March 4, 2011

More Thoughts on Hell

I know; it's kind of a depressing title for a blog post. But the reality is that with the ongoing back-and-forth over Rob Bell's forthcoming book, like many other Evangelical Christian types, I've been thinking a good bit about Hell for the last couple of days. So, here goes.

I have, from time to time, found myself sitting around with friends having theological discussions in which the topic turns to the destiny of the unevangelized. At times I have decided to bite the bullet, lay my cards on the table, and admit that I actually do believe that a person has to hear the Christian gospel about Jesus of Nazareth and respond in faith in order to gain the Heaven that is eternal life in God's new creation. My declaration sometimes receives a mixed response and has been met with some surprise that I believe a loving God would actually condemn untold multitudes of people to Hell simply for having never heard the gospel. Let me say that I appreciate it when friends and colleagues press me to think carefully and biblically about issues like this, and that I typically find such conversations to be stimulating and refining.

But the question remains: Why would I believe that God would consign people to everlasting Hell? In short, my answer is: As best as I can tell, that is what Paul thought. And if the apostle to the Gentiles thinks it, then I'm basically committed to it. But what exactly does Paul say?

One of the key texts that shapes my view on this is Romans 10:9-17, in which Paul basically says that justification and ultimate salvation come through confessing with the mouth that Jesus is Lord and believing in the heart that God raised him bodily from the dead. He goes on to substantiate his and all Christian mission through a series of rhetorical questions which are intended to make the point that the default position of all people is unsaved; therefore we need to send out preachers so that they can hear the good news, believe in the Lord, and call upon him for salvation, because "everyone who calls on the name of the Lord shall be saved" (10:13). Paul is substantiating Christian mission with his belief that those who never hear the good news will never be able to call on the Lord and experience his salvation, which means they remain unsaved, which, for Paul, is a bad thing and is the same as condemnation.

I know someone (probably lots of someones) will disagree with this interpretation, but it really seems to me to be the plain reading of this text. Paul takes it as a given that the default human position is unsaved, by which he means condemned. He took the better part of the first three chapters of the letter to make the point that the common human condition, for Jew and Greek, is condemnation; falling short of the glory of God, and falling short of the glory of God is the Hell from which we need to be saved.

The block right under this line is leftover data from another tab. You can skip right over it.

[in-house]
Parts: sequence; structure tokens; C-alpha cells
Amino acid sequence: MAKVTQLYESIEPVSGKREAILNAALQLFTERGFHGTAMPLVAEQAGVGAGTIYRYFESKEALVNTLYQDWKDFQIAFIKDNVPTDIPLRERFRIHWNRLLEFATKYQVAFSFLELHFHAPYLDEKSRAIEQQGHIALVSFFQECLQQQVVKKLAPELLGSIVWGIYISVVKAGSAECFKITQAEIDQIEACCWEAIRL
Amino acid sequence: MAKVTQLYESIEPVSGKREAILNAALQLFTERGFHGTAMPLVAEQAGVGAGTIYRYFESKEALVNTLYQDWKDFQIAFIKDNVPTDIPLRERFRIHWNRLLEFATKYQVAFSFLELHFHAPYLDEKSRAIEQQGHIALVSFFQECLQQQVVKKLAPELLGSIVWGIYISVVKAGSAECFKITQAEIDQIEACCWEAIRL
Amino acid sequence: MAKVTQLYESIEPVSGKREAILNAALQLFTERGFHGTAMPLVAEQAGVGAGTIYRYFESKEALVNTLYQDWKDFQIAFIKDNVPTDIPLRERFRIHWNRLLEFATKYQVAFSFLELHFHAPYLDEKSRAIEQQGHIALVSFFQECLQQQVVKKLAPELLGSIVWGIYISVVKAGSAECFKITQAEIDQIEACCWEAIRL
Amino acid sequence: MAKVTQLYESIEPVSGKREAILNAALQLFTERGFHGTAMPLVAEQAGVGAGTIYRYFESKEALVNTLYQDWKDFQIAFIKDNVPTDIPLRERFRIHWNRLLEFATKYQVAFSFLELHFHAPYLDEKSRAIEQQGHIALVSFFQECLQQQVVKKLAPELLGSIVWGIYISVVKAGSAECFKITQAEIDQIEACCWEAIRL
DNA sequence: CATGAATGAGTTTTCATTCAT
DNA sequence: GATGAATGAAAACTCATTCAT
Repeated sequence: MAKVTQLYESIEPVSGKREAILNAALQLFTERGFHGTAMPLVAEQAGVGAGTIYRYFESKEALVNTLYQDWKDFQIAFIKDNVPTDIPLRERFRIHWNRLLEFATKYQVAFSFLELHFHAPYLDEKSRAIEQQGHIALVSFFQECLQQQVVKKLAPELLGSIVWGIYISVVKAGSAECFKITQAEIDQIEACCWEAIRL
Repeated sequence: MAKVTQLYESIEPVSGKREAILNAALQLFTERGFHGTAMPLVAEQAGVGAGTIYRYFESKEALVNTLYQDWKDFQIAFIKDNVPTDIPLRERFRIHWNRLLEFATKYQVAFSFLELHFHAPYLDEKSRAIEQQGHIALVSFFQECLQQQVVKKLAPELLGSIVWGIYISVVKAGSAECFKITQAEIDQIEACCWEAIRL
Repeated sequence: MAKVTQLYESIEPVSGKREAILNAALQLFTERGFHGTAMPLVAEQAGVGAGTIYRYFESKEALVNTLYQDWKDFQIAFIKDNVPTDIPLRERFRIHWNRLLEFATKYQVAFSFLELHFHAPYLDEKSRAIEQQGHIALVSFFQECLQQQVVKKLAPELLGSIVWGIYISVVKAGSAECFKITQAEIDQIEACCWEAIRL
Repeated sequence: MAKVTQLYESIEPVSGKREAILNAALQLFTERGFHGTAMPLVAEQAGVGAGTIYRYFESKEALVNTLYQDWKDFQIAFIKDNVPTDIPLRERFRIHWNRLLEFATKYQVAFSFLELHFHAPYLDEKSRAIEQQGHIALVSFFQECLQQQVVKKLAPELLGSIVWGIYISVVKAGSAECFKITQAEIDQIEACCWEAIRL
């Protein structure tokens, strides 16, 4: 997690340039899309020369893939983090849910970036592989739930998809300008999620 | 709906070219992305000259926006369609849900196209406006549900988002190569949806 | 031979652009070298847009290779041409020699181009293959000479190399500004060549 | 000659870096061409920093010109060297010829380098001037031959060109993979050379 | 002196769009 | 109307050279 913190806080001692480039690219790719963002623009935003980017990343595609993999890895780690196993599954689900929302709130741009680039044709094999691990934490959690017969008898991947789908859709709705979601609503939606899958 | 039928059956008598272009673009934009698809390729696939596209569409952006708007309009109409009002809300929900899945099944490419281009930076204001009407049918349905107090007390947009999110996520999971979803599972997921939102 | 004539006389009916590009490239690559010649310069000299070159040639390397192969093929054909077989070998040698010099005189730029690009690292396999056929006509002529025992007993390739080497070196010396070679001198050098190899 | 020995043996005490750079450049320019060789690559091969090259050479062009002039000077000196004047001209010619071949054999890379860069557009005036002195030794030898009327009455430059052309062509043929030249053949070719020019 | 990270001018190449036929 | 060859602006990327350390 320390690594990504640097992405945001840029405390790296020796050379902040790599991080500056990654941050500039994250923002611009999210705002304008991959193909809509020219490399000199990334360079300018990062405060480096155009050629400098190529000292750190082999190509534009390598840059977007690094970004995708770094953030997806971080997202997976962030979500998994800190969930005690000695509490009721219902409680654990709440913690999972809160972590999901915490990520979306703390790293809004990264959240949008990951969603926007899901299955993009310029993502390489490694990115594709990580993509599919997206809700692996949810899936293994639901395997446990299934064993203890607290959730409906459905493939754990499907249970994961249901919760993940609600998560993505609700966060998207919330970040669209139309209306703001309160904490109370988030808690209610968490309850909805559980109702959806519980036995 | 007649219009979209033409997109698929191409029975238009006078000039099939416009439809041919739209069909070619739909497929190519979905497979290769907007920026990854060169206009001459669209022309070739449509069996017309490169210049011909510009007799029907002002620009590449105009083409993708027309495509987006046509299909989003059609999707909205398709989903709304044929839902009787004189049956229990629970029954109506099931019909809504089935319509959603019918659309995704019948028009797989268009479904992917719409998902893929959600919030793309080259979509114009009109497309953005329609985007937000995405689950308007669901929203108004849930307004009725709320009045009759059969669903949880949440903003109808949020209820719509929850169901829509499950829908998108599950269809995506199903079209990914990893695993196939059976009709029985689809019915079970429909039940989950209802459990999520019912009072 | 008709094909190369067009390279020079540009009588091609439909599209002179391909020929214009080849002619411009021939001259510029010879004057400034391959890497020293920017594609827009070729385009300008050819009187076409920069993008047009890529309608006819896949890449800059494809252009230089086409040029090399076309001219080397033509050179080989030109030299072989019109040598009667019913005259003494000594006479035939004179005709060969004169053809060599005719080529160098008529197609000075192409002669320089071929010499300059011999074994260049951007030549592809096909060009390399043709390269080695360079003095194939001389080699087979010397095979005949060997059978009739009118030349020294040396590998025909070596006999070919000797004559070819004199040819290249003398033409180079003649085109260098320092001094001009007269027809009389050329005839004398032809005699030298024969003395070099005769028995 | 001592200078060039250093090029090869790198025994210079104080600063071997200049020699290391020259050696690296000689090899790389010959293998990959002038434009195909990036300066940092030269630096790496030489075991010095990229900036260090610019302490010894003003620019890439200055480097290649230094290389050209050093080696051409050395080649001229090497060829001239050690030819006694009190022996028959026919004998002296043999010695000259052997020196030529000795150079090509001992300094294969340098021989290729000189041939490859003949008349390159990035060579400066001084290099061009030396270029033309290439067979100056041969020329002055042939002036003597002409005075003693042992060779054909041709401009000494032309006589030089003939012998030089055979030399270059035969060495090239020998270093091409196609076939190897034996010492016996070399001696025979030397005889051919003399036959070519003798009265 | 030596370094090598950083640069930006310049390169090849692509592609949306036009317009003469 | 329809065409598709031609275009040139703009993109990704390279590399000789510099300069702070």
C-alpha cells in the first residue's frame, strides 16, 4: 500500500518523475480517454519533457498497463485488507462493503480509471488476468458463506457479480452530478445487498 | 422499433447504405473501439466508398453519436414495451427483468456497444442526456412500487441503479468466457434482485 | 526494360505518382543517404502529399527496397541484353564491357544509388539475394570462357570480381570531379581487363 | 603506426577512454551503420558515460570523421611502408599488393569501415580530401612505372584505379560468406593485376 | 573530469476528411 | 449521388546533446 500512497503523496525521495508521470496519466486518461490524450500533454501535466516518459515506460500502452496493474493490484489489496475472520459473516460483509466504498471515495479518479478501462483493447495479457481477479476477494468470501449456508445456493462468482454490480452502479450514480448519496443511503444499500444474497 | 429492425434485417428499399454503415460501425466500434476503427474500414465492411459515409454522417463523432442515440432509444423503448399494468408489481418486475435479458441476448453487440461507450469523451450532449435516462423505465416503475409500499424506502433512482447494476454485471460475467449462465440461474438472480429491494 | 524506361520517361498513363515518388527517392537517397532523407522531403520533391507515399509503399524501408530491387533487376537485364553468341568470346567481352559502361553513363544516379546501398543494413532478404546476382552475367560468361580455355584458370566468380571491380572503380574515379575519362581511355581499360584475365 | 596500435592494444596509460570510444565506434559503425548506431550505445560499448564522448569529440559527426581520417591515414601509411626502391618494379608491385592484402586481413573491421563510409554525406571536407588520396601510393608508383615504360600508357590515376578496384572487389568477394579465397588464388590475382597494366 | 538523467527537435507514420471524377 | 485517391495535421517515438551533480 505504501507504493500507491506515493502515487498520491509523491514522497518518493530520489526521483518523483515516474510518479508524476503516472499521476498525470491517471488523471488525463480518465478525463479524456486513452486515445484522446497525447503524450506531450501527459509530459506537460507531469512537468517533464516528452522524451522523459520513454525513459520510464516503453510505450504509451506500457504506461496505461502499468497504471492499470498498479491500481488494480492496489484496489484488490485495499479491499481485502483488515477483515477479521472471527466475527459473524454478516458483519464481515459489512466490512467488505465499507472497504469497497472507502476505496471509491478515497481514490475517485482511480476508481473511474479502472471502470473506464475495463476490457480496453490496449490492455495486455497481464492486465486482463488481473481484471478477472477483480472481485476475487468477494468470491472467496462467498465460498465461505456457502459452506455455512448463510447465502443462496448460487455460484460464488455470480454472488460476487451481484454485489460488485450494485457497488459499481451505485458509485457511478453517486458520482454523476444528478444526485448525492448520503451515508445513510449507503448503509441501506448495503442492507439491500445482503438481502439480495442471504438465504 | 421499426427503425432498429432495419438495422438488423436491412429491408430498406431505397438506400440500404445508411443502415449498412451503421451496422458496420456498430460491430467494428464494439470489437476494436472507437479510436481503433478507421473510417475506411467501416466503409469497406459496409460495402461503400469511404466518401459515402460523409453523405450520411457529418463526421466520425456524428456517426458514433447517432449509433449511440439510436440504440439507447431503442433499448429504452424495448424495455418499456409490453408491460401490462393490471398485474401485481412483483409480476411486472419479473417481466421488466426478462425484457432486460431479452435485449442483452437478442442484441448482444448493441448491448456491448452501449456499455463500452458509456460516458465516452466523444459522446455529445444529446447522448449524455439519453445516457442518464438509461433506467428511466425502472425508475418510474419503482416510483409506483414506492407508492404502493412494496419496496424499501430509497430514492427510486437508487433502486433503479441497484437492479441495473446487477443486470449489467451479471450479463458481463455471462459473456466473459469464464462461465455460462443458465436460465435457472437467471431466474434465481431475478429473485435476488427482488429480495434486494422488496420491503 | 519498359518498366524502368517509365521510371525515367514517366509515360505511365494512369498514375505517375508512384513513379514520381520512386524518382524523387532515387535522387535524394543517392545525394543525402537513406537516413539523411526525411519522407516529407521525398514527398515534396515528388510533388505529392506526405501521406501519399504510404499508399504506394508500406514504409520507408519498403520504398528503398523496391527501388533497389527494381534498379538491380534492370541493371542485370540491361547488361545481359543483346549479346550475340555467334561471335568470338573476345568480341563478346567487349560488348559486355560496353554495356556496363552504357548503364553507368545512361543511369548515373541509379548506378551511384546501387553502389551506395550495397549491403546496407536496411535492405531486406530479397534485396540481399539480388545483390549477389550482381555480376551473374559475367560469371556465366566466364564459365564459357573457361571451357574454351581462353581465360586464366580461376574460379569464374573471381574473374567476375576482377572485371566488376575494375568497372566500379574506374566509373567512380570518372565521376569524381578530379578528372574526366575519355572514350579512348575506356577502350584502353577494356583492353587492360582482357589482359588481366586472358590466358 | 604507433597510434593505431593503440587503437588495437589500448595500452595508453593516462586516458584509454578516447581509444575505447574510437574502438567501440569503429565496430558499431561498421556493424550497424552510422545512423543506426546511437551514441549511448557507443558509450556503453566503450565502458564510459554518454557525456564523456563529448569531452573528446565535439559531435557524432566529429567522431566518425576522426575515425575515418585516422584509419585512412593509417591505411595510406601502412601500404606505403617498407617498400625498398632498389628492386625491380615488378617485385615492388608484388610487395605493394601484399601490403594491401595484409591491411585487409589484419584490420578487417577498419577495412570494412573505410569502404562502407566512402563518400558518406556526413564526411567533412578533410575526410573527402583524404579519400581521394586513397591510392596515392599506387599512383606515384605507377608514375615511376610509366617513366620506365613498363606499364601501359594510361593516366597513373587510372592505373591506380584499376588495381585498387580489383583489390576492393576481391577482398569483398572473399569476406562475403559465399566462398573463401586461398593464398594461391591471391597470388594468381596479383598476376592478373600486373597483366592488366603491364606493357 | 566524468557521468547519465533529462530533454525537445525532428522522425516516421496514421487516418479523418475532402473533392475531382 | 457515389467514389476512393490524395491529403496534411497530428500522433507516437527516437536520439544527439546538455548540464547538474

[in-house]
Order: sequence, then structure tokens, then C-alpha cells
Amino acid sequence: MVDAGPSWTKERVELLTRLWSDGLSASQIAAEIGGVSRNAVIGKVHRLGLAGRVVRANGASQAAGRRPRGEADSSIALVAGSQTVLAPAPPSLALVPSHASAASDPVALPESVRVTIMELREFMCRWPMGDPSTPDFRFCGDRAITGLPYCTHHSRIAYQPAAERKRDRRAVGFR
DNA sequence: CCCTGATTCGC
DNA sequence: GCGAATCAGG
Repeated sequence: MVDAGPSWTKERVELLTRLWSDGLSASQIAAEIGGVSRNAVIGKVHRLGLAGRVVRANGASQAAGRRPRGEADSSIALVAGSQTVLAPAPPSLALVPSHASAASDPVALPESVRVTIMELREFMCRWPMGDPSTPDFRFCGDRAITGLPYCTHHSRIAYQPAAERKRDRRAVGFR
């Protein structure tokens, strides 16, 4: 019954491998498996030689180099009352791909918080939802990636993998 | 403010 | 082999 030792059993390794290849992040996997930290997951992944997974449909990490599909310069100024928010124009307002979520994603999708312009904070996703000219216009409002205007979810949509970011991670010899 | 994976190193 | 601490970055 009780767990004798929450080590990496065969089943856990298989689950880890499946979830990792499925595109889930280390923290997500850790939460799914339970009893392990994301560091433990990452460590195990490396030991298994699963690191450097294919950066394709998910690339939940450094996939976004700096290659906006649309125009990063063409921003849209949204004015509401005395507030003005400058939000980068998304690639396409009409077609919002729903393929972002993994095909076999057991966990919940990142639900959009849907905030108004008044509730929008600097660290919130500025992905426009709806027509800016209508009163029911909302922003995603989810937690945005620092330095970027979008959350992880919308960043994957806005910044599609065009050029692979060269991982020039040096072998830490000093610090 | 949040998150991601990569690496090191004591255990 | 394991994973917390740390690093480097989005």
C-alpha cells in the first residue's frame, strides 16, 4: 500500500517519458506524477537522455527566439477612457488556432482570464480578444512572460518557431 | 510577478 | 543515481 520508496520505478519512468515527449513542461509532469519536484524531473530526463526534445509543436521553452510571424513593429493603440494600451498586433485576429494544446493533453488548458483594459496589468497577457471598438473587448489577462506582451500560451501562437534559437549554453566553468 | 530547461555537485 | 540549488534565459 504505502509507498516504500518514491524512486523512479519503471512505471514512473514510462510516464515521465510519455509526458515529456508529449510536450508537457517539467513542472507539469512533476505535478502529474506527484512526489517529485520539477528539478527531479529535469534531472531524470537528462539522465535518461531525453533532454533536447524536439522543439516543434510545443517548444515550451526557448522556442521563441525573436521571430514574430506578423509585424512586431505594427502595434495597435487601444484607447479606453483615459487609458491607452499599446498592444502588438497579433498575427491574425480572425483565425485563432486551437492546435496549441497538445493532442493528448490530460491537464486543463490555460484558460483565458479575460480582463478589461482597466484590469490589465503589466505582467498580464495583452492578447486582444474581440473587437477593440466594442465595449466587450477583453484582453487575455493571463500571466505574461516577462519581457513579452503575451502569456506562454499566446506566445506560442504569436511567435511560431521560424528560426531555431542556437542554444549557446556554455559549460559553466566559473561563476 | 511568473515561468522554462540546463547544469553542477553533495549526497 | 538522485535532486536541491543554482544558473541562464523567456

Here's the key point I want to make, and it is a response to the common suggestion that a loving God would not send billions of people to Hell just for never hearing the gospel. For Paul, people are not condemned because they never hear the gospel; they are condemned because they are unrighteous and have committed idolatry by worshipping created things rather than the creator who has made himself known in what has been made (see Rom 1:18ff.) People are not born in some sort of neutral default mode only later to become saved or condemned based on their response to the gospel. The default mode is condemnation; the possibility of salvation for even a few (or only one) is grace upon grace and mercy in abundance. And if we cannot see that, we would do well to spend some time reflecting biblically on the purity and holiness of God and his absolute hatred for sin, which is not inconsistent with his love.

One more thing, and I'm not the first to say this, if people will ultimately be saved having never heard the gospel, then, by all means, stop evangelizing! If hearing the gospel establishes responsibility where before there was none, then stop doing missions! If people are by default on their way to Heaven and telling them about Jesus opens the possibility of Hell, then never speak his name again! If people actually have to hear the gospel and reject it before they are condemned, then just keep quiet! You see; the very notions of evangelism and mission are inconsistent with an inclusivistic theology. People are better off never hearing.

So, let me sum up by saying that I don't believe that God will send anyone to hell just because they never heard the gospel. Rather, I believe that those who are ultimately lost will be lost because they have fallen short of the glory of God in their refusal to give glory to God instead giving the glory that, as Creator, he alone deserves to created things. There will be no scenario where an unevangelized person stands before God and hears him say, "You never heard the gospel; you're going to Hell." Scripture seems to clearly indicate something more along the lines of: "You exchanged my glory for a lie, and the consequence is that you may have no share in my glory."

4 comments:

Shamby said...